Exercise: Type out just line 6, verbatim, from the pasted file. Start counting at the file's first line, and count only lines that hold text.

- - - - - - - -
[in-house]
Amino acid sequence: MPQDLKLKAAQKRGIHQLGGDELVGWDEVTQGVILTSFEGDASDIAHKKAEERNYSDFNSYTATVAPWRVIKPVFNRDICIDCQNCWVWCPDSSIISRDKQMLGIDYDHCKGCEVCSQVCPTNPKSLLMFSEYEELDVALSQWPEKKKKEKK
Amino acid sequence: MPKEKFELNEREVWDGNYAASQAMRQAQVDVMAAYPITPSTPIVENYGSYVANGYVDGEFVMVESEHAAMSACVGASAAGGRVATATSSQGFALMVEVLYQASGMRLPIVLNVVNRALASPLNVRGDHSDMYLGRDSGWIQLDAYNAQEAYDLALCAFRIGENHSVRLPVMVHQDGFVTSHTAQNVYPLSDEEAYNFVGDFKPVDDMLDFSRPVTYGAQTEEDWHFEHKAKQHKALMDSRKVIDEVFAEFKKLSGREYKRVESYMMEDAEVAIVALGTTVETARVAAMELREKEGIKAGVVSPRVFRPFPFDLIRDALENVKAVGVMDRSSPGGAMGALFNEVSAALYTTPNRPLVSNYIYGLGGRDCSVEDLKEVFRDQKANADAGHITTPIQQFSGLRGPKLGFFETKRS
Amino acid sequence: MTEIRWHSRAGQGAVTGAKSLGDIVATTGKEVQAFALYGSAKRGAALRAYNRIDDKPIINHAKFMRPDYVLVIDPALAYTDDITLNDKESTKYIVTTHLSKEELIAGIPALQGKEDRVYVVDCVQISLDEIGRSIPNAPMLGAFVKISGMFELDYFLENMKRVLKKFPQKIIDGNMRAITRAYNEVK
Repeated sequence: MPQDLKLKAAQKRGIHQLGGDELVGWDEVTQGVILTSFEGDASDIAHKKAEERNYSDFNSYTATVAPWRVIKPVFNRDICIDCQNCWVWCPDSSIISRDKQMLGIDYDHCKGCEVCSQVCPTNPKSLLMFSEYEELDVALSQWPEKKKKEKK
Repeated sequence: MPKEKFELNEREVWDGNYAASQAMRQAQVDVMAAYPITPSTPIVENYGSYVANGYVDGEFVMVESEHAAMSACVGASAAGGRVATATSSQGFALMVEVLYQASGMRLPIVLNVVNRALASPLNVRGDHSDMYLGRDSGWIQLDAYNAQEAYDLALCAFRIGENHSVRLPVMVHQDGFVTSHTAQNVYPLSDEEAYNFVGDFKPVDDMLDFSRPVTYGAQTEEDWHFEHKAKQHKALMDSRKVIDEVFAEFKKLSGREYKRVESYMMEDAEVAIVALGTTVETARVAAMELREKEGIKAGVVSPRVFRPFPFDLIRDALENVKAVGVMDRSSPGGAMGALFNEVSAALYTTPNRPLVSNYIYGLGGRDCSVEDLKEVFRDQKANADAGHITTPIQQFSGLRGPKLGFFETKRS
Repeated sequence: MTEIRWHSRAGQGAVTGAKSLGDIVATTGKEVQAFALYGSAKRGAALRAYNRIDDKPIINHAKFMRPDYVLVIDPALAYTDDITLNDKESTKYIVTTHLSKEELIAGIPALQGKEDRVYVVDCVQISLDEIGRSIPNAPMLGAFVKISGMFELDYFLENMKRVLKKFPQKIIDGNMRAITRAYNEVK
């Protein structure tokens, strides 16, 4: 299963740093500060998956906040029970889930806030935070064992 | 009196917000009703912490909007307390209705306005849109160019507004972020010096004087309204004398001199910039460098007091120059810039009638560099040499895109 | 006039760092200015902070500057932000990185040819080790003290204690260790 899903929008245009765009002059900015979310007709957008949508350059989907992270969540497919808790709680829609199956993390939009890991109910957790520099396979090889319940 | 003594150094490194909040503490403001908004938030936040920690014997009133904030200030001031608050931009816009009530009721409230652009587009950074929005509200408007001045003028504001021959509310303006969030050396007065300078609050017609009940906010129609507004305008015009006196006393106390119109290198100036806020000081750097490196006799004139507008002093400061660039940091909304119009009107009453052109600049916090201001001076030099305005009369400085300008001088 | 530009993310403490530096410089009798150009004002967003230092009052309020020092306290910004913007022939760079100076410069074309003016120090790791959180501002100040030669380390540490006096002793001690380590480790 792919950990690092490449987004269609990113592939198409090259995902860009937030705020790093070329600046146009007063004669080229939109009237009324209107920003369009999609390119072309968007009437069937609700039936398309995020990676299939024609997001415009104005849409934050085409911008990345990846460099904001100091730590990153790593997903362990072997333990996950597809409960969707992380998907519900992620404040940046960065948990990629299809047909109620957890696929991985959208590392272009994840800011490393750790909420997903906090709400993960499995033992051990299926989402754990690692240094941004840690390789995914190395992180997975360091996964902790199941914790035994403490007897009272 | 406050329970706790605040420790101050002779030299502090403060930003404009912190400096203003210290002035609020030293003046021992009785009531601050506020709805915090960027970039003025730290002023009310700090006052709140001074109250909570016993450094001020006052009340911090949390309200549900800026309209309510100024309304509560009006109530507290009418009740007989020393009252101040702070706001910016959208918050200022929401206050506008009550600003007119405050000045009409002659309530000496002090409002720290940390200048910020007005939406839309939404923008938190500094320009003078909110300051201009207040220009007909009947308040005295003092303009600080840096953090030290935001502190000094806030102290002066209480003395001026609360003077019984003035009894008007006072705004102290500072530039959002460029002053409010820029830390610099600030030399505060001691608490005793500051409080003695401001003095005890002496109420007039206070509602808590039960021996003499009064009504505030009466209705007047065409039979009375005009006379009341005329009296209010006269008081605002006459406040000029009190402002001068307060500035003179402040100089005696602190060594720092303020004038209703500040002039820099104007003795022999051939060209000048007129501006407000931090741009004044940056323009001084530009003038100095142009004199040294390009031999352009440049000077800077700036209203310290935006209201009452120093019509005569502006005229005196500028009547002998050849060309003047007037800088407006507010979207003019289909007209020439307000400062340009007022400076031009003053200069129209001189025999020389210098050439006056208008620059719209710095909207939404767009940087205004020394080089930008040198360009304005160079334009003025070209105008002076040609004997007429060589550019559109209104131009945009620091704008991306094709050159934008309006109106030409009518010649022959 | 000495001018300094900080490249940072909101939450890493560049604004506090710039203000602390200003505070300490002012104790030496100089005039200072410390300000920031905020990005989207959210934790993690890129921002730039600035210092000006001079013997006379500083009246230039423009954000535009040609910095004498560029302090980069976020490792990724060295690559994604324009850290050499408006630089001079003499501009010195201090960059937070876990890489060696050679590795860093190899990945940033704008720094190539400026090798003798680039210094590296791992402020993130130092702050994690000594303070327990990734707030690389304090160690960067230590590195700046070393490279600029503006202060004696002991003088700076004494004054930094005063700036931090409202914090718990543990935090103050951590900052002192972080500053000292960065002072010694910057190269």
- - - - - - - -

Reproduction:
Repeated sequence: MPKEKFELNEREVWDGNYAASQAMRQAQVDVMAAYPITPSTPIVENYGSYVANGYVDGEFVMVESEHAAMSACVGASAAGGRVATATSSQGFALMVEVLYQASGMRLPIVLNVVNRALASPLNVRGDHSDMYLGRDSGWIQLDAYNAQEAYDLALCAFRIGENHSVRLPVMVHQDGFVTSHTAQNVYPLSDEEAYNFVGDFKPVDDMLDFSRPVTYGAQTEEDWHFEHKAKQHKALMDSRKVIDEVFAEFKKLSGREYKRVESYMMEDAEVAIVALGTTVETARVAAMELREKEGIKAGVVSPRVFRPFPFDLIRDALENVKAVGVMDRSSPGGAMGALFNEVSAALYTTPNRPLVSNYIYGLGGRDCSVEDLKEVFRDQKANADAGHITTPIQQFSGLRGPKLGFFETKRS